Deutsche Bank Capitulates: Starts Charging Negative Rate On All New Deposit Accounts Over €100,000

It has been a long time coming and it's finally here.

When the ECB first unleashed negative rates across Europe in 2014, banks were loathe to match the central bank's deposit rates for their clients to those charged by the ECB over fears depositors would simply take their money and go elsewhere. After all, the premise of paying a bank for the privilege of holding your money is still absolutely insane to most normal people.

However, as the years went by, and as the ECB's negative rates kept rising - or rather dropping - banks were forced to quietly admit they had no choice and starting at the very top, targeting only corporate clients and the biggest depositors, European banks started imposing negative deposit rates while hoping they could avoid going all the way to the smaller savers.

Indeed, just last November, Deutsche Bank vowed that it would pass on negative interest rates only to larger corporate customers or the deposits of wealthy individuals and spare most retail clients, Deputy Chief Executive Officer Karl von Rohr said, explaining that German banks have already paid several billion euros in penalty rates for their deposits with the European Central Bank and Deutsche Bank’s payments amount to “several hundred million euros for 2019."

Now, less than half a year later, the Frankfurt-based bank - which itself is in dire financial straits - has capitulated and to avoid paying the ECB's punitive rate will soon introduce negative interest rates for even its medium depositors.

A Deutsche Bank spokesman told Handelsblatt that "The ongoing pressure from negative interest rates makes it necessary for Deutsche Bank to charge custody fees for new accounts exceeding €100,000 starting May 18, 2020." The "deposit rate" of -0.5% is equal to the rate the ECB charges banks for money parked there.

"This helps us on the earnings side, but above all it helps to prevent further inflows of particularly high deposits that cost us money," wrote Manfred Knof, head of the bank’s German private customer business, to his employees. This applies "especially in the event that other banks further adjust their conditions and their customers are looking for an alternative for their deposits with us."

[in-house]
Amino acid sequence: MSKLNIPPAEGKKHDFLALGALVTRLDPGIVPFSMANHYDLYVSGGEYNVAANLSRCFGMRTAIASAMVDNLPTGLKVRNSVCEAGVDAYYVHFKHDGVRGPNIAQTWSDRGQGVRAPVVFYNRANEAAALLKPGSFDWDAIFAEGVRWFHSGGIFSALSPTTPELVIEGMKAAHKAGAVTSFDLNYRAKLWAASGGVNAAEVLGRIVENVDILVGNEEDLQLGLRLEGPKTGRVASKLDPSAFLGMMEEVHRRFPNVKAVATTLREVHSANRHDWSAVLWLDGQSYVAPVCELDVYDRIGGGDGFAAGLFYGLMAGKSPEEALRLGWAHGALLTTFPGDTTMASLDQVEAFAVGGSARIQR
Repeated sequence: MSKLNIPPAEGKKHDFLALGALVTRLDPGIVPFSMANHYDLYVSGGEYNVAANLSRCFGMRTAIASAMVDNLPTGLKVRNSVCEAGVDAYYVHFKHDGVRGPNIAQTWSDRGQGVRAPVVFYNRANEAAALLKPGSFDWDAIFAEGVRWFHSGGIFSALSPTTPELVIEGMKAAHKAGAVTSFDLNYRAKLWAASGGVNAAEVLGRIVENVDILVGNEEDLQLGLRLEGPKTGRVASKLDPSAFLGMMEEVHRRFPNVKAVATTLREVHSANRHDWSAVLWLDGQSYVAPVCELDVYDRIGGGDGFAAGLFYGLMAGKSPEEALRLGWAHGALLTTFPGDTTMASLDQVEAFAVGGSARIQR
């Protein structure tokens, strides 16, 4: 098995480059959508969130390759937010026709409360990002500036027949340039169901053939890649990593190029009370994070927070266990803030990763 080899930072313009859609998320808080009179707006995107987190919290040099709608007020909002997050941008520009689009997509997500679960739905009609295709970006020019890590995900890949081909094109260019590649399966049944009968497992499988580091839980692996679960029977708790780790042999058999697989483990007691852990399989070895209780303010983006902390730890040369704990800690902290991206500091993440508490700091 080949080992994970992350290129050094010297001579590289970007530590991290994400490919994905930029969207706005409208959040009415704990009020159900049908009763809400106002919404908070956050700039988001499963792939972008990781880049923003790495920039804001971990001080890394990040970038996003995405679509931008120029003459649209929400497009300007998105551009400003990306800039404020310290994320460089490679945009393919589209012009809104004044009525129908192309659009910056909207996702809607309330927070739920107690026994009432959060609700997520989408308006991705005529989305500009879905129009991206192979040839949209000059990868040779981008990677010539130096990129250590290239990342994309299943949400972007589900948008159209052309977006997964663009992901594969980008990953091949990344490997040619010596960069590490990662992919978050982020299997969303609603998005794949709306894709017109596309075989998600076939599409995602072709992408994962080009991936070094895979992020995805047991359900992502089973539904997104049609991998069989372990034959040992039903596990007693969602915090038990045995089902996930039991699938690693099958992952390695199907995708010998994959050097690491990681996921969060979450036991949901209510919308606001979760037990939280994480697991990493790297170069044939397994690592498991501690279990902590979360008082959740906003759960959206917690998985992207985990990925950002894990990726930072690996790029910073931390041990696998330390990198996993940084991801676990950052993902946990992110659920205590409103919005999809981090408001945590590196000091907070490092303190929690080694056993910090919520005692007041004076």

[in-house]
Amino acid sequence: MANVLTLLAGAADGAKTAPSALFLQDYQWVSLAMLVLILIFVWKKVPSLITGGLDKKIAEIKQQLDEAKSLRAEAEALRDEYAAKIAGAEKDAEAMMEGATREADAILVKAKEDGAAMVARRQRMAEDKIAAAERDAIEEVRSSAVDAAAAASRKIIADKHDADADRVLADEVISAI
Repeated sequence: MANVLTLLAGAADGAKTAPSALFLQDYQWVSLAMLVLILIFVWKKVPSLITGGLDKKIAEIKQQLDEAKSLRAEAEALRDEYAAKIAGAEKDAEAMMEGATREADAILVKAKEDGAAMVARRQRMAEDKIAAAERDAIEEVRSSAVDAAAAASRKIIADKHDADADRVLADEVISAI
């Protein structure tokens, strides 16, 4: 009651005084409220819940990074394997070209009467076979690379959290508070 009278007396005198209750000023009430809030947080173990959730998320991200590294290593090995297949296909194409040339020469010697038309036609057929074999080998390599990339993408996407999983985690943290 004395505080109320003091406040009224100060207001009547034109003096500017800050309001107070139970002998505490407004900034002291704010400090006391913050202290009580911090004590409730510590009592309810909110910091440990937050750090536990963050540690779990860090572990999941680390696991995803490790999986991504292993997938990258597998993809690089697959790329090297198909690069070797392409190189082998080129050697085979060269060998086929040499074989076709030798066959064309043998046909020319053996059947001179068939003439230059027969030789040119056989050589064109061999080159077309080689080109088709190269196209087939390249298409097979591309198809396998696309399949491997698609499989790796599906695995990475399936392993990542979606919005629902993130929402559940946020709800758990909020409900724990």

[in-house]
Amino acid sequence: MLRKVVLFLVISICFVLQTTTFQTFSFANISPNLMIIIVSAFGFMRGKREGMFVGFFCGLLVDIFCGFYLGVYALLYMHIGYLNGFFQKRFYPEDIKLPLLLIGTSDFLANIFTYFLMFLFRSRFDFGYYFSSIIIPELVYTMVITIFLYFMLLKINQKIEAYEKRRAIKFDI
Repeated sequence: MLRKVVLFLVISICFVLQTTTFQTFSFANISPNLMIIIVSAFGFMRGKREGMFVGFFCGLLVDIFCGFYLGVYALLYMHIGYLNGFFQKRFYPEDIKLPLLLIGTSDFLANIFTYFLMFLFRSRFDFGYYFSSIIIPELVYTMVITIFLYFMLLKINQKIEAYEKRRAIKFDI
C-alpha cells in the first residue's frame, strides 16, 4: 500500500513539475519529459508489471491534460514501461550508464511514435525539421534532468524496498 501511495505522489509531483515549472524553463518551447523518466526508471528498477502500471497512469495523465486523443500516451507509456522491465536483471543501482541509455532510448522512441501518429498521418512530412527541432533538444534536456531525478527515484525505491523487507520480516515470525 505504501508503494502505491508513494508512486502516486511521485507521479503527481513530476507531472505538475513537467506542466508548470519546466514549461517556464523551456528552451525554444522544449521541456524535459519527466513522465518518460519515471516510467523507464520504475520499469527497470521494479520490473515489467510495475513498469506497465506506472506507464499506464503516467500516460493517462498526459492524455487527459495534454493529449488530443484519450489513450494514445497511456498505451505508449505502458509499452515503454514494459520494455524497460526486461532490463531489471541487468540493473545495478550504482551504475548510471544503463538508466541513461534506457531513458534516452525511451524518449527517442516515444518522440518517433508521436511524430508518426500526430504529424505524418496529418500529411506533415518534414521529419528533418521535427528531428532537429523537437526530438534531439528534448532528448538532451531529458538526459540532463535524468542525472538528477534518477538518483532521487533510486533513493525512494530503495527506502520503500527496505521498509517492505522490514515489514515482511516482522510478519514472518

In other words, with the ECB flooding the European financial system with a tsunami of liquidity - one which it expanded today with yet another meaningless long-term refi operation as if that will do anything to help banks who can  no longer earn a net interest margin arb become solvent - Europe's banks no longer need deposits, and in fact will do everything they can to push away all but the smallest depositors. The good news, for now, is that "existing account contracts are not affected" however we expect that to change soon.

So with European banks finally cracking down on the bulk of their depositors instead of just the top 1% and corporate clients, what happens next?

Well, savers who collectively owns trillions in European bank deposits that are now non grata have two options: either pull the money out, convert it to cash and store it in a safe (something Germany has a lot of experience with especially in late 2016 when Deutsche Bank was on the verge of collapse, sparking a rush to buy safes) where it is outside of the financial system - this is precisely the alternative the ECB prepared for several years ago when it stopped printing the €500 banknote, or more likely, buy alternative physical assets which - in a time of pervasive deflation and negative rates - do not charge a penalty rate, such as gold or even cryptos.

So if over the next few months a wave of "mysterious" buying emerges and lifts all non-traditional assets which prevent central banks from imposing penalty rates, we will know why: the real great rotation has finally begun.